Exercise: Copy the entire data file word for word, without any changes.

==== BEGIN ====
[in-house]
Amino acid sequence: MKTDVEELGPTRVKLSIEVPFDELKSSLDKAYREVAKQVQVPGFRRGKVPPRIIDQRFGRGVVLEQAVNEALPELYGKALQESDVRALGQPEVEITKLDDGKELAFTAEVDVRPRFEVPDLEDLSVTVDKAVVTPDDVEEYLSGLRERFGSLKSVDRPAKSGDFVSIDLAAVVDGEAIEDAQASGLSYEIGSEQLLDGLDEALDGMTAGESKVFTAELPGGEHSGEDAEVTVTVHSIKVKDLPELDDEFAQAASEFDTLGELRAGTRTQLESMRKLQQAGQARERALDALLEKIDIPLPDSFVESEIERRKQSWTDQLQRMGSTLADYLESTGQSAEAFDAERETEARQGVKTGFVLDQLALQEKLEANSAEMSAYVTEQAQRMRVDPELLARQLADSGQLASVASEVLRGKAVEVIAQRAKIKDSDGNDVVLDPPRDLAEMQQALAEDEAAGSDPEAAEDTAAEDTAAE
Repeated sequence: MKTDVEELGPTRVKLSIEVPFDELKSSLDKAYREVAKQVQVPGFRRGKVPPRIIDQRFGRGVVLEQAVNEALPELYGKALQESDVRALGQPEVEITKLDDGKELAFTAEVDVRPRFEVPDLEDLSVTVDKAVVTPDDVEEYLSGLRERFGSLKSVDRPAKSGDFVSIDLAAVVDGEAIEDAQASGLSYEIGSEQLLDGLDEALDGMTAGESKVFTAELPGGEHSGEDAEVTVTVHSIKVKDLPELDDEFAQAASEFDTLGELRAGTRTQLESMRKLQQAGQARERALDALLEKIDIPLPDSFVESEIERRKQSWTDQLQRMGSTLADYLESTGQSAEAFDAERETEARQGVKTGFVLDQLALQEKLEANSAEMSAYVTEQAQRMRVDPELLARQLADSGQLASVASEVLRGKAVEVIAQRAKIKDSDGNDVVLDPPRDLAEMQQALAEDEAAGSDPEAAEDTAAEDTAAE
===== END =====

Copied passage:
[in-house]
Amino acid sequence: MKTDVEELGPTRVKLSIEVPFDELKSSLDKAYREVAKQVQVPGFRRGKVPPRIIDQRFGRGVVLEQAVNEALPELYGKALQESDVRALGQPEVEITKLDDGKELAFTAEVDVRPRFEVPDLEDLSVTVDKAVVTPDDVEEYLSGLRERFGSLKSVDRPAKSGDFVSIDLAAVVDGEAIEDAQASGLSYEIGSEQLLDGLDEALDGMTAGESKVFTAELPGGEHSGEDAEVTVTVHSIKVKDLPELDDEFAQAASEFDTLGELRAGTRTQLESMRKLQQAGQARERALDALLEKIDIPLPDSFVESEIERRKQSWTDQLQRMGSTLADYLESTGQSAEAFDAERETEARQGVKTGFVLDQLALQEKLEANSAEMSAYVTEQAQRMRVDPELLARQLADSGQLASVASEVLRGKAVEVIAQRAKIKDSDGNDVVLDPPRDLAEMQQALAEDEAAGSDPEAAEDTAAEDTAAE
Repeated sequence: MKTDVEELGPTRVKLSIEVPFDELKSSLDKAYREVAKQVQVPGFRRGKVPPRIIDQRFGRGVVLEQAVNEALPELYGKALQESDVRALGQPEVEITKLDDGKELAFTAEVDVRPRFEVPDLEDLSVTVDKAVVTPDDVEEYLSGLRERFGSLKSVDRPAKSGDFVSIDLAAVVDGEAIEDAQASGLSYEIGSEQLLDGLDEALDGMTAGESKVFTAELPGGEHSGEDAEVTVTVHSIKVKDLPELDDEFAQAASEFDTLGELRAGTRTQLESMRKLQQAGQARERALDALLEKIDIPLPDSFVESEIERRKQSWTDQLQRMGSTLADYLESTGQSAEAFDAERETEARQGVKTGFVLDQLALQEKLEANSAEMSAYVTEQAQRMRVDPELLARQLADSGQLASVASEVLRGKAVEVIAQRAKIKDSDGNDVVLDPPRDLAEMQQALAEDEAAGSDPEAAEDTAAEDTAAE